Early yesterday morning, a plane landed without authorisation at Anegada’s Captain Auguste George Airport, police said.
“Shortly after landing, a fire of unknown origin engulfed the aircraft,” Police Information Officer Akia Thomas wrote in a five-sentence statement provided to the Beacon at 8:38 a.m. yesterday.
“The blaze was extinguished by fire officers who are based at the airport.”
Adding that investigations are ongoing, Ms. Thomas said no further information could be provided.
Other officials were similarly tight-lipped.
BVI Airports Authority Director Kurt Menal told the Beacon that he was “not in a position to answer questions at this time, or any other.”
The territory’s air regulator, Air Safety Support International, did not immediately respond to messages yesterday. Attempts to reach the Anegada airport directly were not successful.
As a result, many details about the incident have not been publicly disclosed.
Officials, for instance, have not identified the type of plane involved or said if anyone was injured in the incident. They have not disclosed whether any cargo was found on the plane, and they have not described the damage done by the fire. They also have not said where they believe the plane originated, or how many people they believe it was carrying.
Flightradar24, an internet-based service that tracks most flights across the world, showed no aircraft landing on Anegada between midnight and 9 a.m. yesterday.
The incident yesterday was not the first suspected illicit activity at the airport in recent weeks. On Aug. 19, authorities seized a Cessna there carrying about 800 kilograms of cocaine, police said.
Officials were tight-lipped on that incident as well.
On the day of the seizure, police released a three-sentence statement announcing the incident and explaining that it came during a joint operation with United States authorities.
The statement provided no other details except to say that investigations were “active and therefore no other information is available at this time.”
On Aug. 22, Ms. Thomas sent two more sentences in response to a Beacon query, but her message included only one piece of new information: No arrests had been made at the time.
In a Sept. 1 update, the Police Information Office stated that “several persons of interest” had been arrested, interviewed and released.
“Officers have also executed search warrants on several properties on the island,” the PIO added at the time.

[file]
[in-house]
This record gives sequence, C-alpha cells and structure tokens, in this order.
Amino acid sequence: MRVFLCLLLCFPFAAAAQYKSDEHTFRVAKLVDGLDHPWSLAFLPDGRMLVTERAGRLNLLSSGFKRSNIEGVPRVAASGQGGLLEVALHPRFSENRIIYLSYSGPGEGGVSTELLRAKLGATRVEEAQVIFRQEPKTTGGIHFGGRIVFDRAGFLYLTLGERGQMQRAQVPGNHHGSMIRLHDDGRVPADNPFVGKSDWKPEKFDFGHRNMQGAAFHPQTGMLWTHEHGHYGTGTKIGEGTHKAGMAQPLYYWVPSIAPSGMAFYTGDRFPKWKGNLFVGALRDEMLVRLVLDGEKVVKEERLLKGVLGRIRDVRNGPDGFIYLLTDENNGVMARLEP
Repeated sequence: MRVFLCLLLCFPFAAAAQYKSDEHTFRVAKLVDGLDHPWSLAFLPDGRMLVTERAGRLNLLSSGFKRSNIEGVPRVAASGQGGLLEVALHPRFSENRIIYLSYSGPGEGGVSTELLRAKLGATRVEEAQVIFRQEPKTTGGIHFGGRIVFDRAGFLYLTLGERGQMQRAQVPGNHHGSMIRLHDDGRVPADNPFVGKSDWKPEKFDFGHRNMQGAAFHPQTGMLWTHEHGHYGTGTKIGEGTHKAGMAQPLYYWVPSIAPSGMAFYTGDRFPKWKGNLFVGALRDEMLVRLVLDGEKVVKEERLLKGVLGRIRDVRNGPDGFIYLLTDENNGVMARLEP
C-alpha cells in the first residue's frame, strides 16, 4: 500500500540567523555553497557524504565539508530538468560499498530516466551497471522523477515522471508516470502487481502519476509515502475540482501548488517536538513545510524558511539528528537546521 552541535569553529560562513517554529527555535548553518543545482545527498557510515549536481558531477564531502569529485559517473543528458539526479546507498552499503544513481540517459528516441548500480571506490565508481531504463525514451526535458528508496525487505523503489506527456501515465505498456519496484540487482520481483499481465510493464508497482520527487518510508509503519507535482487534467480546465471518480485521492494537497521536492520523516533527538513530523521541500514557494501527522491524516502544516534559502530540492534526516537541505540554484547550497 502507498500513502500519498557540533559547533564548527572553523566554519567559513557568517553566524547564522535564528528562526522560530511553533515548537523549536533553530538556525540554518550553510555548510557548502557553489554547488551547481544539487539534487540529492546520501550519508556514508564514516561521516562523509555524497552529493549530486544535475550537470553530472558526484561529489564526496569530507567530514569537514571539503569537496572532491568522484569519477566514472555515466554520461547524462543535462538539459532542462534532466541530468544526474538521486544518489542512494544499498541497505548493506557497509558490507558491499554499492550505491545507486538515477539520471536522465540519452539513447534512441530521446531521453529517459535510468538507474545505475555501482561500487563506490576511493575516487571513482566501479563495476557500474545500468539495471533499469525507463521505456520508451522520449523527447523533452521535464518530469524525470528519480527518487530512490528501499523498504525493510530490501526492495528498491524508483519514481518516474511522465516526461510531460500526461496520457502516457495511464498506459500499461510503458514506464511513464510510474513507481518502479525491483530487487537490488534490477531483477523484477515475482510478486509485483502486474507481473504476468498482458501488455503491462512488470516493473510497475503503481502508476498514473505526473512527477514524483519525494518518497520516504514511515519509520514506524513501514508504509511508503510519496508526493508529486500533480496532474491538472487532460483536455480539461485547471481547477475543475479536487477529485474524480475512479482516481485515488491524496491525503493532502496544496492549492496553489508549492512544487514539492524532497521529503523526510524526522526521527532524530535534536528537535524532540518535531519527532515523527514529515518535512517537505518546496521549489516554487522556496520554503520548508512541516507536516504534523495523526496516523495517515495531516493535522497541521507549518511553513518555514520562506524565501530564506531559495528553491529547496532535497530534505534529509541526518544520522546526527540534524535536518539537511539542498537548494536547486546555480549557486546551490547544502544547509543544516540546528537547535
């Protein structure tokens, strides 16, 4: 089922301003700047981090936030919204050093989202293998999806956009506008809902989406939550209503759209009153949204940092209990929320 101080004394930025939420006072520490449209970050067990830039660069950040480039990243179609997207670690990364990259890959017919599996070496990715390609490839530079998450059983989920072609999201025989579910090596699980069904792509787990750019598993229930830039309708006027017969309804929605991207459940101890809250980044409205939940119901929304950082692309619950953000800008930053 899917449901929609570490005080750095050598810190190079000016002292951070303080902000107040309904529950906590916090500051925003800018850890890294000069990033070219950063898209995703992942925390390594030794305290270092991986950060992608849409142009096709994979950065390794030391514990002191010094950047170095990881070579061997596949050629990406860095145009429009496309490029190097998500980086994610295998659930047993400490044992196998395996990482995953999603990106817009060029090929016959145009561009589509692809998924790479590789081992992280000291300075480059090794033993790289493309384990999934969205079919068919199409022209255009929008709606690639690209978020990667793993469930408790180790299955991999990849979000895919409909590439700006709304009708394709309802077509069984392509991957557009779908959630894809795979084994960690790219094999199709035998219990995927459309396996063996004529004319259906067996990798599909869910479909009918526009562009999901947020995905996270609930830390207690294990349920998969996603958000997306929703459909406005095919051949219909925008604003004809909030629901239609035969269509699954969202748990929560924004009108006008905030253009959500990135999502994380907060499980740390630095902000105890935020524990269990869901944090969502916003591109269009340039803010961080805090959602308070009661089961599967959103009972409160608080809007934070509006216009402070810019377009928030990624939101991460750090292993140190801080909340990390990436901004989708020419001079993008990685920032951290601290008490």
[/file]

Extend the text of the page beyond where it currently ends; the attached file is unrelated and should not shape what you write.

No updates have been provided since then.
In the past, the Anegada airport has drawn scrutiny for allegedly lax security.
In 2019, about four months after Andrew Fahie took up the post of premier, he described the airport as a potential national security threat.
He also called for a redefinition of the territory’s airspace “to include all the sovereign islands” — a step he said was necessary because aircraft were landing on Anegada with no communication with the control tower at Beef Island.
“What is happening at present is that persons are flying into Anegada without the knowledge of the [BVIAA], customs or immigration, and then those persons are using ferries as domestic travels to move from one island to the next,” Mr. Fahie said.
This practice leads to security risks and the territory losing out on fees, according to Mr. Fahie, who is now on house arrest in Miami charged with conspiring to important cocaine into the United States.
Shortly after Mr. Fahie’s 2019 allegations, former BVIAA Chairman Glenn Harrigan responded, claiming that uncontrolled airfields operate all over the world. He added that prior permission from the BVIAA was required for all arrivals on Anegada and Virgin Gorda.
“This system is functional, and although there is the potential for abuse, we do not believe it is as loose and uncontrolled as portrayed in the premier’s statement,” Mr. Harrigan said at the time.
Police have provided few details about the plane that landed without clearance and then burned at the Anegada airport yesterday, but they are asking anyone with information about the incident to call their Intelligence Unit at 368-9339.